Sunday, June 1, 2008
Twenty-five years after a Los Angeles prosecutor admitted that the key witness against her was a liar, and three years after L.A. County Dist. Atty. Steve Cooley agreed to a deal that would have led to her release, Deborah Peagler is still in prison for the 1982 murder of a pimp who repeatedly beat and sexually assaulted her.
Cooley, who in 2005 had a sudden change of heart about Peagler's release, is fighting to keep her locked up at the state prison in Chowchilla despite a 2002 law allowing reconsideration of cases involving battered women.
Peagler, in a telephone interview last week, told me Cooley's flip-flop was devastating.
"I was prepared to leave here, emotionally and mentally. I was gone. I was no longer a prisoner," said the 48-year-old.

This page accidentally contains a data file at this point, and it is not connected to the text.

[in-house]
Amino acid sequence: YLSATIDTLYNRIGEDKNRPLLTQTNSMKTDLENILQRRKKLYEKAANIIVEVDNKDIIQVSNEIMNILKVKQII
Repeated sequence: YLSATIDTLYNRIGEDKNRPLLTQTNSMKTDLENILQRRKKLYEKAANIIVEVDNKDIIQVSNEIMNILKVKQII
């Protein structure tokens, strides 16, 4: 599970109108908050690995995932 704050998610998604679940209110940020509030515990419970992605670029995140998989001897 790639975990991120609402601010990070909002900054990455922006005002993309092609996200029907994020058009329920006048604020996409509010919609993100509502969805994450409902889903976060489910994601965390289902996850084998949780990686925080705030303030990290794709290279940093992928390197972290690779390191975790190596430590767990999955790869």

Then came word that Cooley had changed his mind after some members of his staff objected to a release. "I was shocked, numb, so disappointed once again. I still have hope. However, I don't have any faith in the system I'm in."
I was asked to look into the Peagler case not by a bleeding heart but by Sean Walsh, a Republican political consultant who works at Bingham McCutchen, a corporate law firm whose senior members include former California Gov. Pete Wilson.
Two of the firm's lawyers, Nadia Costa and Joshua Safran, have represented Peagler free for six years, trying to win her release. They believe she was guilty of voluntary manslaughter, for which she probably would have served several years and been released many years ago.
"This is about hubris and ego," Costa argued. She and Safran accuse Cooley and his staff of having fought Peagler's release to quell an internal dispute about the case, to keep up the appearance that the D.A.'s office made no mistakes in her prosecution and to avoid civil liability. [Mark Godsey]